Bandanna Overture


Bandanna Overture


for concert band (1999)

  • Premiere: 24 February 1999  / Bates Recital Hall, UT-Austin, Austin, Texas  / Small College Intercollegiate Band / H. Robert Reynolds
  • Instrumentation: picc.2.2.Ebcl.3.bcl.2-2asax.tsax.bsax.-4.4.3.euph.tba-db-perc(4)-timp. [GRADE 4]
  • Duration: 8'
  • Dedication: Commissioned by the College Band Directors National Association for the Small College Intercollegiate Band
  • This work is only available as a rental work from Carl Fischer here.

Program note

H. Robert Reynolds conducted the world premiere of  Bandanna Overture.

H. Robert Reynolds conducted the world premiere of Bandanna Overture.

Bandanna Overture begins with an introduction juxtaposing two ideas: a recurring rhythmic motive which, in the opera is associated with the beating of Mona's heart, and a melody to which the women of the tiny border town cry, 'Santa Maria, Salve!' This is followed by a seven bar refrain based on music from a fist fight in the opera's first scene during which townspeople are singing things like 'Beat him to death!' and 'Slap on the cuffs!' The introduction is followed by the first major section of the overture which weaves together two melodies -- one to which the character Jake sings, 'Donde esta mi querida?' and the other to which the chorus sings, 'To live is to sleep; to die is to awaken.' The refrain is then expanded to include a tune to which the chorus sings the words, 'Day of the Dead: Dia de los Muertos.'

The second section juxtaposes two more themes from the opera -- one to which the character Kane sings, 'Off the hook, all of you working the onion fields!' and the other to which the chorus sings, 'Dona nobis requiem.' The third section, marked 'Like the Main Title of a '30's Melodrama,' is the melody with which the opera begins, climaxes and ends. The first time it appears, a chorus of Migrant Workers sing the words 'We strike out across the river, with our lives between our teeth' as they plunge across the Rio Grande from Mexico to the United States; the second time we hear the melody it underpins the scene in which Morales 'crosses over' from jealousy to madness; we hear the melody a final time at the opera's close, immediately after Mona's death, when her soul is passing from this world to the next across a metaphorical River Styx.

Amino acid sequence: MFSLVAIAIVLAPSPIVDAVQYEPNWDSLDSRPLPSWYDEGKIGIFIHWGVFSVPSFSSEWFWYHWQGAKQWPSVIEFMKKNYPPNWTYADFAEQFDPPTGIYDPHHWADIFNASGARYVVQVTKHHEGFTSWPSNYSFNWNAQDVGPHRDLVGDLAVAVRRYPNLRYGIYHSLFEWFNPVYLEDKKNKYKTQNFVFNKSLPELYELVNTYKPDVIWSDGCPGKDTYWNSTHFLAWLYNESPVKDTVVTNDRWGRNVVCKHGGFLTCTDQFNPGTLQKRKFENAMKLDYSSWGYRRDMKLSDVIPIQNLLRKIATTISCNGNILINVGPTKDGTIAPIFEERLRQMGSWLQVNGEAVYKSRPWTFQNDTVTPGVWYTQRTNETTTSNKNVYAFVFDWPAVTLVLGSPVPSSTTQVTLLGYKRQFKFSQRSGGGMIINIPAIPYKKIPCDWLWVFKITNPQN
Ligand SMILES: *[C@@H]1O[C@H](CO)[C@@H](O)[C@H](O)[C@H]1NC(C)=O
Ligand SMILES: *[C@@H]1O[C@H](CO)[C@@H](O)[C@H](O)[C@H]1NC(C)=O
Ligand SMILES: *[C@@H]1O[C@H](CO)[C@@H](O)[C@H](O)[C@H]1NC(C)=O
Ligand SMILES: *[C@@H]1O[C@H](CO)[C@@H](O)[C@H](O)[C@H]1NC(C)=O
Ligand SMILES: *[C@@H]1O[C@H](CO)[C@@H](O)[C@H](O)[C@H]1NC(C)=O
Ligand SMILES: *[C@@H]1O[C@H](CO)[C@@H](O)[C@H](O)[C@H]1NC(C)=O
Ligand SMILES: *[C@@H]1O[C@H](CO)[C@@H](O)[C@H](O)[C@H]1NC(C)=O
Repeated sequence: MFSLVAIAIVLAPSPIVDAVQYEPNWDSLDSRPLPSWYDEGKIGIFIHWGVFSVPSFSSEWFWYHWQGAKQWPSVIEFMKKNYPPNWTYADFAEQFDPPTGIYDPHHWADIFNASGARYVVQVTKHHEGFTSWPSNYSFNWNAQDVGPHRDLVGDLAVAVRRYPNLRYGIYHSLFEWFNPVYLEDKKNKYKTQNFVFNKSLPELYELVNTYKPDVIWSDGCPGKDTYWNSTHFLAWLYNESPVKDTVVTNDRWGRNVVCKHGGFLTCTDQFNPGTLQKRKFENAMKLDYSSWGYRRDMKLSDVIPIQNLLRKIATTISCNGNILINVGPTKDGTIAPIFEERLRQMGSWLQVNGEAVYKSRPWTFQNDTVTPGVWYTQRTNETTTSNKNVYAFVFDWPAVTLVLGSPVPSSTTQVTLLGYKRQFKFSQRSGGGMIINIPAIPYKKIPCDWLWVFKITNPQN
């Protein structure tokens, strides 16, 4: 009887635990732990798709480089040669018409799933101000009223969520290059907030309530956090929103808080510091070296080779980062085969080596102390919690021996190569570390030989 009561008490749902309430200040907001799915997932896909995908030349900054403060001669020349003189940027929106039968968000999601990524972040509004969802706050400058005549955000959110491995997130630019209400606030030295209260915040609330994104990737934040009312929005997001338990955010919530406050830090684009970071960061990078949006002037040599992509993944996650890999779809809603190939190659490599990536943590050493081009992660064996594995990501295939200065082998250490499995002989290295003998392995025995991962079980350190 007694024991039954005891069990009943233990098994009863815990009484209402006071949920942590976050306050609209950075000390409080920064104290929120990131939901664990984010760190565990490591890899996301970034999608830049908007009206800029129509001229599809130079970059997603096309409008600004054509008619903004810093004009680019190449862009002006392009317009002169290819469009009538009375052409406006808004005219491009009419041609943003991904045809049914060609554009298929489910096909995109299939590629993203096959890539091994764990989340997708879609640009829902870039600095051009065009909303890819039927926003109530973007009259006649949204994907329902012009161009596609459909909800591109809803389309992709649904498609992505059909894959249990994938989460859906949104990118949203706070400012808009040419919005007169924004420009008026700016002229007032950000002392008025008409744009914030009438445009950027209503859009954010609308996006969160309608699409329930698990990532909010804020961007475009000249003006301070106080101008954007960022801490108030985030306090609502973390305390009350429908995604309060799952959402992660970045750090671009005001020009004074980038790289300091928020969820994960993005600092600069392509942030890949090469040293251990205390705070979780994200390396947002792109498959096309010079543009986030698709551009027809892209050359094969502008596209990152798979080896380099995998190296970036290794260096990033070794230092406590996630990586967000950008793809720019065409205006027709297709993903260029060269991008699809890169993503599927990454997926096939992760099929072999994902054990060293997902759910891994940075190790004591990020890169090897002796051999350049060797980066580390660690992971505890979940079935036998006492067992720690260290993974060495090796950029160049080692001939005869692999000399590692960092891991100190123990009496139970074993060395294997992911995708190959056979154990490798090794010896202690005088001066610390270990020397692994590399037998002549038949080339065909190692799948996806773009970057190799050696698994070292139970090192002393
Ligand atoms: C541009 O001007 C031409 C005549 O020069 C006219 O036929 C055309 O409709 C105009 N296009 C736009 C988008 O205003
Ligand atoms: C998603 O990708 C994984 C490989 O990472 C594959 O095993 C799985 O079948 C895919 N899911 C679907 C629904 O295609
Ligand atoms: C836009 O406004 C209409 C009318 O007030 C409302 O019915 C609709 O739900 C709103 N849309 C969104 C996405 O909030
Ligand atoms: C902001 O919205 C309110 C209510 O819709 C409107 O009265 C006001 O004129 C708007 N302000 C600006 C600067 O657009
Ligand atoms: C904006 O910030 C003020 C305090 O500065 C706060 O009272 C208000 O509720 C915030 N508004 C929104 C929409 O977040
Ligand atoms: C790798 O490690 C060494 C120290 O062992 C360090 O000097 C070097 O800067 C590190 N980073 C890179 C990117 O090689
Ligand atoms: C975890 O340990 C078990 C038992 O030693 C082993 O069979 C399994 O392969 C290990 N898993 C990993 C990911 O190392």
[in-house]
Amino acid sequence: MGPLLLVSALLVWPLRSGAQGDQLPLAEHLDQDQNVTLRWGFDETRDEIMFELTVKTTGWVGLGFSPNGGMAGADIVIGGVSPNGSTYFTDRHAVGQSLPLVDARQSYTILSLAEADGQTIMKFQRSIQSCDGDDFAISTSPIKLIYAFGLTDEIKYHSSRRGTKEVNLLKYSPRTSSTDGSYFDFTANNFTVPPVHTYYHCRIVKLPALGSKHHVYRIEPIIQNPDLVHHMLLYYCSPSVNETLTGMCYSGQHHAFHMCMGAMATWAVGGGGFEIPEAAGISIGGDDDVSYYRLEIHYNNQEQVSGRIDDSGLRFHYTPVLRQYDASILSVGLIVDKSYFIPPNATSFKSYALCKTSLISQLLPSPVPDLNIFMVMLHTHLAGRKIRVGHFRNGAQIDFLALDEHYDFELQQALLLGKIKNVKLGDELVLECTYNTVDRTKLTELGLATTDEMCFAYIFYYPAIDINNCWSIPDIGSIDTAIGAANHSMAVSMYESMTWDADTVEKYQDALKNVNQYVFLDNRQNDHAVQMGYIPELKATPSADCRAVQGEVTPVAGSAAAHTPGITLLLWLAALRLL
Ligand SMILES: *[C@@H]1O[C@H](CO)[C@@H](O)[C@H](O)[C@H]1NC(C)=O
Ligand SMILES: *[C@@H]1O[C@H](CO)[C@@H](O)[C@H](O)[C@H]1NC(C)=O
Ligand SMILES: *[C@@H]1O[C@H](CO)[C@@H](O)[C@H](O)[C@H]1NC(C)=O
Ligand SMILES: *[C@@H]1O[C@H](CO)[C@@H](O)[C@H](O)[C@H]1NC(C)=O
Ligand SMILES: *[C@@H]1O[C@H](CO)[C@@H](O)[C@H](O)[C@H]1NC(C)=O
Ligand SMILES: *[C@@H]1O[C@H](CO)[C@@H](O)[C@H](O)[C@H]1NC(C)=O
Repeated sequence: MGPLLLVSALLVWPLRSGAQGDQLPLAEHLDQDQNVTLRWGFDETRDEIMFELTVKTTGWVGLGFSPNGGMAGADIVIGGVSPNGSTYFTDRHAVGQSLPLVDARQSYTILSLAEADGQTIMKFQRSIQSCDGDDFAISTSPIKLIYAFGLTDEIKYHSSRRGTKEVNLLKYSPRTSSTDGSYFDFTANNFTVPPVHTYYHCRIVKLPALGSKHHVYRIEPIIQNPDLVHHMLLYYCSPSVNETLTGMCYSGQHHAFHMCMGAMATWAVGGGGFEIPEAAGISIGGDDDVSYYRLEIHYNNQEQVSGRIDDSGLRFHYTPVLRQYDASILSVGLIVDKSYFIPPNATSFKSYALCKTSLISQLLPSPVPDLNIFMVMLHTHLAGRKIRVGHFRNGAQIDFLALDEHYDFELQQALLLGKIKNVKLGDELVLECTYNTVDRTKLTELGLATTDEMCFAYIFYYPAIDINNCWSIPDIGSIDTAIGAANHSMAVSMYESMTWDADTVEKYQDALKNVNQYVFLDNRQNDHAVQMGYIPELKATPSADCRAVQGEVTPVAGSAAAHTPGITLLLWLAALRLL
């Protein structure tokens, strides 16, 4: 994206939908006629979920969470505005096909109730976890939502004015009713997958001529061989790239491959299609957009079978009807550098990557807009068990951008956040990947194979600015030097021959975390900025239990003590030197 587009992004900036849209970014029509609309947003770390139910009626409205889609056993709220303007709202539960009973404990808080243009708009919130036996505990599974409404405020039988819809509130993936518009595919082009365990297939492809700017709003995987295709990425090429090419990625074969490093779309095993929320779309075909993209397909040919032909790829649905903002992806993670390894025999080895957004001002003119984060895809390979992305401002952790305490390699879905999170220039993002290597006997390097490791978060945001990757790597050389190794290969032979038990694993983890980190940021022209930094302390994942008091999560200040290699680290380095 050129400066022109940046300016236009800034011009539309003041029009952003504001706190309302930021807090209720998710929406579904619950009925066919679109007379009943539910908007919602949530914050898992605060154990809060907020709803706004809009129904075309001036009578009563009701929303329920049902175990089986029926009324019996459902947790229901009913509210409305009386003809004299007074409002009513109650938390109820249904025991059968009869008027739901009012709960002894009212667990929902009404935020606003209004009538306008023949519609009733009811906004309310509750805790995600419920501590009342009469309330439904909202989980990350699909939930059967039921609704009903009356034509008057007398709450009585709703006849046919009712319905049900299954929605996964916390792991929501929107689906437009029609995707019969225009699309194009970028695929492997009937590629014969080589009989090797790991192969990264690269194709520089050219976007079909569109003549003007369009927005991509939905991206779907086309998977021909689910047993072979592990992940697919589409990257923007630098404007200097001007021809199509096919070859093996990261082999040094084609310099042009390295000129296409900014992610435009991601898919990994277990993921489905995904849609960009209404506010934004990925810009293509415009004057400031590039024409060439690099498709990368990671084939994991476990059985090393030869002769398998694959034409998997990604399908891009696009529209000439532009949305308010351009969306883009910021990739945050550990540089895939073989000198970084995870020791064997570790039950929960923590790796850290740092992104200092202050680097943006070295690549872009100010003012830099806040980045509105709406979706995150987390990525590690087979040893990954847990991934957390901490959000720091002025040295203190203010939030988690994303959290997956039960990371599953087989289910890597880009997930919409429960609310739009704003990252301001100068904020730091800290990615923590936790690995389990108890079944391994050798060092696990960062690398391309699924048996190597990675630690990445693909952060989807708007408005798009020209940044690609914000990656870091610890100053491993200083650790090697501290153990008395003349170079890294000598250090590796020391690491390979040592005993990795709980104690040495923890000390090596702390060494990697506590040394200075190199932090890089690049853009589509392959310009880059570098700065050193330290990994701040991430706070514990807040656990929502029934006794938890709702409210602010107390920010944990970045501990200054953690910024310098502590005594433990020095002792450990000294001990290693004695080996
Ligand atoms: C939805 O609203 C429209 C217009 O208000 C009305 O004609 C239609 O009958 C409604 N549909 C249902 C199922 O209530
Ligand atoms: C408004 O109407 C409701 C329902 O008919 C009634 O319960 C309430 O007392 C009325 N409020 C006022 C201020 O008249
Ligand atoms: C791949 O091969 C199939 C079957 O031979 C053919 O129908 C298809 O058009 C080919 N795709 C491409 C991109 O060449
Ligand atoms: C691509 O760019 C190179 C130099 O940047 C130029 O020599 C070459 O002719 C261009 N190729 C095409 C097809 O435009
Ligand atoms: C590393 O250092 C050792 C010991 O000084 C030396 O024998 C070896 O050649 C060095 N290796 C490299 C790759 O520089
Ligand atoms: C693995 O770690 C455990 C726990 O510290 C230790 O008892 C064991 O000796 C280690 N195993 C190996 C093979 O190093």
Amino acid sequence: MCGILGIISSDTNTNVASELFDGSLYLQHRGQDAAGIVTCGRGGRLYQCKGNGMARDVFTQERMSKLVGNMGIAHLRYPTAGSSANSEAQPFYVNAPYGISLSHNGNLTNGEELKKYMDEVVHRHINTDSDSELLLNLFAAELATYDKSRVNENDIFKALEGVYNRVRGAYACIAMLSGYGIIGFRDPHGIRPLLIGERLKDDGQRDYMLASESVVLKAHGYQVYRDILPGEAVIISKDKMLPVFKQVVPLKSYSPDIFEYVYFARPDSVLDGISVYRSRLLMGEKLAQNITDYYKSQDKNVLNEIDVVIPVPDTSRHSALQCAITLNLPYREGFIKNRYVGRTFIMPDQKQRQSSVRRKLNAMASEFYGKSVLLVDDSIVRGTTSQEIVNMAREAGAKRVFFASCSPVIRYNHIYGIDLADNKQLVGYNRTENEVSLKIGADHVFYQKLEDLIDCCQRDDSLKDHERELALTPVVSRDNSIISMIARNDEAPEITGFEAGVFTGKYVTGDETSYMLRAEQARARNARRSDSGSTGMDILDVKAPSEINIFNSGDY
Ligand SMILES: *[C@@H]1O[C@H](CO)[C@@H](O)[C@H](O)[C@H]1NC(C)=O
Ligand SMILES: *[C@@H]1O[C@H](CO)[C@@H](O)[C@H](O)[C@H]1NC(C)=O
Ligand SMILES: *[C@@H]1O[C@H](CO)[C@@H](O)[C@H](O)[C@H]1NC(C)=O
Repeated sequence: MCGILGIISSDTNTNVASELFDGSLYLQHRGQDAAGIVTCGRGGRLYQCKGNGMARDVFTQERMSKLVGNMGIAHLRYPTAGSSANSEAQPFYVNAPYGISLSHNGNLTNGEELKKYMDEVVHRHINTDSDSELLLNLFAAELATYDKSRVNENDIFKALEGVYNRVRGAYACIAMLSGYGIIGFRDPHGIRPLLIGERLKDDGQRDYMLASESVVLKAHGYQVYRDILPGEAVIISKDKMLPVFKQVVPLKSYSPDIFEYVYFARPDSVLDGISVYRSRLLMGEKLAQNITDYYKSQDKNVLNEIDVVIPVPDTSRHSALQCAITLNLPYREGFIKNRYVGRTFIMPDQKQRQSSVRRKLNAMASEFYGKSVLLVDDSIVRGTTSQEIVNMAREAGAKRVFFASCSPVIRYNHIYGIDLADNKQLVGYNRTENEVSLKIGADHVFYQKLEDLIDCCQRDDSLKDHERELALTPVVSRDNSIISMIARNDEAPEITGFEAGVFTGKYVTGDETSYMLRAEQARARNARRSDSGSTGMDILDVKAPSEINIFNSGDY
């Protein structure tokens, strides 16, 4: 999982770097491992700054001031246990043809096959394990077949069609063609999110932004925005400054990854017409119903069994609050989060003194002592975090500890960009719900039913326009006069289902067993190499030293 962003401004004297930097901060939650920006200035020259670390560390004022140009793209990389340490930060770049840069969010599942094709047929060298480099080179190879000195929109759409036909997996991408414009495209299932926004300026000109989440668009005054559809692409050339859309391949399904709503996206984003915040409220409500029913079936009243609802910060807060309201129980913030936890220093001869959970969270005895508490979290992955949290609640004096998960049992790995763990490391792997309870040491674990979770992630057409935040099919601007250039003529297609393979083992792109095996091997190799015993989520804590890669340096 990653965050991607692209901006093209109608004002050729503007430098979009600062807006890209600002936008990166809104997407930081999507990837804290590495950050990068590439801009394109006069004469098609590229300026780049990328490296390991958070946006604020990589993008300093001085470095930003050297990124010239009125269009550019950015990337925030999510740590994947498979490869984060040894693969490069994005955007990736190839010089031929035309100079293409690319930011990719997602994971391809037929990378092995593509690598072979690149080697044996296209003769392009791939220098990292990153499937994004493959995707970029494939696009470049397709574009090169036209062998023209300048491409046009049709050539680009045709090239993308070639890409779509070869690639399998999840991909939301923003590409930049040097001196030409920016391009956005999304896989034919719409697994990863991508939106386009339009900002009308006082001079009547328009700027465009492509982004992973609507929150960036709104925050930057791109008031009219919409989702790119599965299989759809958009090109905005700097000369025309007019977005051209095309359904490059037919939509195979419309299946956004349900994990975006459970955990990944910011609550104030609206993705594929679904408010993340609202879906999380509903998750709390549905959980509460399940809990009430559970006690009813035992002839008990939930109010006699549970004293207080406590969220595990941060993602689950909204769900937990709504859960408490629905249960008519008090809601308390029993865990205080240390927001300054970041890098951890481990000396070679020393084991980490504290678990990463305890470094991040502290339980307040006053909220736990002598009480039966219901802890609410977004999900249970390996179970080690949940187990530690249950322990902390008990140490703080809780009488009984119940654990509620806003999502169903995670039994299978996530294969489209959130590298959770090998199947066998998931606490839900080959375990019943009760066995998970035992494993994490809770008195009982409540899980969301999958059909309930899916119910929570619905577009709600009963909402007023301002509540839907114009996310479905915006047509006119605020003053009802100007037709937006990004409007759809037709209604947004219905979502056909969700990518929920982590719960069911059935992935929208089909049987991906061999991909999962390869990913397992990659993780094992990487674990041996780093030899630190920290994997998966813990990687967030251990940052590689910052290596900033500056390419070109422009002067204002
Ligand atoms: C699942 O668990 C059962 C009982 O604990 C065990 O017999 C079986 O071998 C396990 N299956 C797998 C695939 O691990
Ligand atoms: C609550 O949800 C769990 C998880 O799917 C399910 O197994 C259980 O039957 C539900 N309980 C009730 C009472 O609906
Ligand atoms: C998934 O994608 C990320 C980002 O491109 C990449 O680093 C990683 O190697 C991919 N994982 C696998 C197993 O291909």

The overture ends as the opera opens and closes, with the recurring chorale melody whose words at the beginning of the opera, 'To live is to sleep; to die is to awaken' and 'Dona nobis pacem' have returned at the opera's end with greater, sadder significance. It is important to note that Bandanna Overture was composed especially for the concert hall; it is not performed as part of the staged opera.

Commissioned by the College Band Directors National Association in 1998 as a derived work from the commissioned opera Bandanna, the overture was first performed 24 February 1999 by the Small College Intercollegiate Band conducted by H. Robert Reynolds, as part of the CBDNA 1999 National Convention.


...This work is challenging and noble. The percussion scoring is especially demanding and includes unison vibraphone and marimba lines doubling the opening woodwind scoring. Structured in four large sections with numerous meter and tonal changes, this piece will definitely challenge performers.

— James W. Lambert, Winds Magazine

Hagen's lovely music, entirely tonal and beautifully written, continues to impress.... Bandanna Overture is a concert exploration of themes associated with Hagen's opera Bandanna and is not intended to be performed with the opera. ...Well written and resourcefully scored, Bandanna Overture should become a staple of the wind repertory.

— James Story, Fanfare Magazine , January/February 2002